Don’t Take Your Freedoms For Granted

History is full of heroes who fought for our freedom. Because of them, I enjoy many freedoms, such as the freedom to say whatever I want, freedom to wear whatever I want, and freedom to eat whatever I want.

Actually, I do NOT always enjoy these freedoms, largely because I am a married man. If you are married, you can’t always eat whatever you want – sometimes you have to eat what your spouse has cooked. If your spouse has spent two hours preparing dinner, you’d better eat it, unless you can come up with a good excuse.

Husband: “Sorry, honey, but it’s against my religious beliefs.”

Wife: “It’s against your beliefs to eat Bahamian vegetable stew?”

Husband: “Yes, I try to avoid anything that has the word ‘ham’ in it.”

Wife: “But you use shampoo.”

Husband: “I put it on my hair; I don’t eat it.”

Wife: “So you wouldn’t mind if I took the Bahamian vegetable stew that I spent the last two hours cooking and dumped it on your hair?”

Husband: “I’d prefer to eat it, thank you. But let’s call it Caribbean vegetable stew.”

It’s not just spouses who greatly influence what you eat. You also have to abide by the eating rules and customs of your society. Most societies, for example, frown upon the consumption of your fellow species. You must not eat your own kind, lest your own kind eat you. That’s why legendary heavyweight boxer Mike Tyson once bit off part of Evander Holyfield’s ear, but did not chew. He knew where to draw the line. He knew that boxing fans would forgive him for being animalistic, but not cannibalistic.

Exercising their freedom of speech at JFK Airport in New York in 2017.

Eating rules and customs vary considerably around the world. What’s considered a delicacy in one country may be strictly forbidden in another. You may not have the freedom to eat pork in Pakistan, but you can feast on almost anything else. You have choices. Choices are good.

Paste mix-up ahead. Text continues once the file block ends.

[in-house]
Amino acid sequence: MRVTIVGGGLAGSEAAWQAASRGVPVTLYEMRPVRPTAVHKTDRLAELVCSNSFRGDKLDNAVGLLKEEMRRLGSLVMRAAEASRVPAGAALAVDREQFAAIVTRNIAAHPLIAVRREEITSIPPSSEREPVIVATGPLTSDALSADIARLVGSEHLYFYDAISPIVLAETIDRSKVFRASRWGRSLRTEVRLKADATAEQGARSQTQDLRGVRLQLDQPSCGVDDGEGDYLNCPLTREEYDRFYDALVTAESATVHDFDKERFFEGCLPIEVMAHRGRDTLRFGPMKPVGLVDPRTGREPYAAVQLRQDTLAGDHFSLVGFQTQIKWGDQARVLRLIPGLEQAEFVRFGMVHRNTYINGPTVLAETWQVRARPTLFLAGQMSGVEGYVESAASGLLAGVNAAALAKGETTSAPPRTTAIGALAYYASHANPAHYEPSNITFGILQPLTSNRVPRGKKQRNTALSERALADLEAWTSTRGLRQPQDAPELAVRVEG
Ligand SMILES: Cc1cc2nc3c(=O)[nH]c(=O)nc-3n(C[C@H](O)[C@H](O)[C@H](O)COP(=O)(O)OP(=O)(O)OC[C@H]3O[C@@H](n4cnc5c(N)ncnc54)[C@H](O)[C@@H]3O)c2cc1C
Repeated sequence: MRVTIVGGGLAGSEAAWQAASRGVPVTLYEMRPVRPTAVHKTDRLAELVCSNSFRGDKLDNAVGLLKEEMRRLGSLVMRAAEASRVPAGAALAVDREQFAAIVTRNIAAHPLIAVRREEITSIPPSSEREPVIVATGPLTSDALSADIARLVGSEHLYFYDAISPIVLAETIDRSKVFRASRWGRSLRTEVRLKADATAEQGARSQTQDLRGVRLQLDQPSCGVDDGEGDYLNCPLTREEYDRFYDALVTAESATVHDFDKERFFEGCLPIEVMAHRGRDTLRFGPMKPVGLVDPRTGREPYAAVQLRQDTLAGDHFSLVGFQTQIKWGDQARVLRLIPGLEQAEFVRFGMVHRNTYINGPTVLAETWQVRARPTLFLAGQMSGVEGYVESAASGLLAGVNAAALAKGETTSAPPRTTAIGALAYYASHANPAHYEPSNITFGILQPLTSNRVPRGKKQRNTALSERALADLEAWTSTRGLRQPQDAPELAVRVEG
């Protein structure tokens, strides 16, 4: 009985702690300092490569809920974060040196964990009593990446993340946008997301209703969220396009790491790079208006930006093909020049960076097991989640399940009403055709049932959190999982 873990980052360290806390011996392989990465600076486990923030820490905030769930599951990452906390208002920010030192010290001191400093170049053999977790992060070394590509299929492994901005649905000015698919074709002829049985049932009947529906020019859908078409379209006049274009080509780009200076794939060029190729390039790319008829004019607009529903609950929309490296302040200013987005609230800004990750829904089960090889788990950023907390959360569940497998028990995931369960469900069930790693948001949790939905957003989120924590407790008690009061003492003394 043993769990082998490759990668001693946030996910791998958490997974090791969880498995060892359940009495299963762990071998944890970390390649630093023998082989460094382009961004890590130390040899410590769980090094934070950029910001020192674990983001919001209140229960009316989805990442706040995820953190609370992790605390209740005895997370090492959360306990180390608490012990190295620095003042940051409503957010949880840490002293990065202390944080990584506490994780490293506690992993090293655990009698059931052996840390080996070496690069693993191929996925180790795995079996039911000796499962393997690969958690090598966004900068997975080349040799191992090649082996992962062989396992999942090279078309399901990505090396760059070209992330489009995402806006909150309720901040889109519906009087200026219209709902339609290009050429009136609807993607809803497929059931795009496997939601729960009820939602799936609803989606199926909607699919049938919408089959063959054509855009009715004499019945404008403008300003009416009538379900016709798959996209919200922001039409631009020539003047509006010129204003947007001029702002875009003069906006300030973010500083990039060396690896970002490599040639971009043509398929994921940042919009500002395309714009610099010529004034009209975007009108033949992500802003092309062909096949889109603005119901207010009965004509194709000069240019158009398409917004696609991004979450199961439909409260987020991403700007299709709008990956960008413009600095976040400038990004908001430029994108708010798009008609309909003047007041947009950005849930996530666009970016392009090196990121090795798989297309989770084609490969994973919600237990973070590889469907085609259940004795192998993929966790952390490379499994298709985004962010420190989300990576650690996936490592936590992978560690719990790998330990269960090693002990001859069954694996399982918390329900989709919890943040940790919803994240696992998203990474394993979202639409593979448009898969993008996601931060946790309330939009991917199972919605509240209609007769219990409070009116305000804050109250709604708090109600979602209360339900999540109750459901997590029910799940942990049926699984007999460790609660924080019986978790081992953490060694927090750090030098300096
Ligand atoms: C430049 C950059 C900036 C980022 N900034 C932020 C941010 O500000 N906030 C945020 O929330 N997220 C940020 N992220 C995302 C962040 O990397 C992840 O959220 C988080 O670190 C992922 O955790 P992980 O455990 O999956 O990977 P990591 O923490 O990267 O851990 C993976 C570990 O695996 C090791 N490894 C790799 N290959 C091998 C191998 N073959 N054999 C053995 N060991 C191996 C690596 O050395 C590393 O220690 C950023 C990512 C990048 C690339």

The same isn’t true for other freedoms. Indonesia, for example, just passed a law forbidding anyone from insulting the president. This “crime” carries a maximum sentence of three years in prison. It would have been better, I believe, for lawmakers in Indonesia to give people choices: “It is against the law to call the president a pig. You may, however, call the president a donkey.”

Among the many freedoms I enjoy, freedom of speech is the one I value the most. So let me take the opportunity to say this: “President Joko Widodo of Indonesia, you are such a joke. I’d call you a jackass, but I don’t want to insult jackasses, even if there’s no law against insulting them. Please stop taking away people’s freedoms. If you can’t take the heat, get out of the kitchen. Nobody likes your cooking anyway.”

One of the freedoms that Indonesia has taken away is the freedom to sleep with another consenting adult outside marriage. You might get a one-year prison sentence if you’re caught having premarital, extramarital or postmarital sex. Cohabitation – living together without being married – may get you six months in the slammer. On the bright side, you may get your very own cell, especially if you complain loudly about cohabitation with another prisoner.

These laws apply to not just Indonesian citizens, but also foreign tourists. So if you’re heading to Bali for a holiday with your boyfriend or girlfriend, you’d better book separate rooms or pretend you’re siblings.

Hotel manager: “You are sharing a room?”

Guest: “Yes, we’re brother and sister.”

Manager: “But you have different surnames.”

Guest (handing over $100): “Brother and half-sister. We have different fathers, but the same mother.”

Manager: “Oh yes, I understand. And if you see me around with a young lady, she is my quarter-niece. Daughter of my half-sister.”

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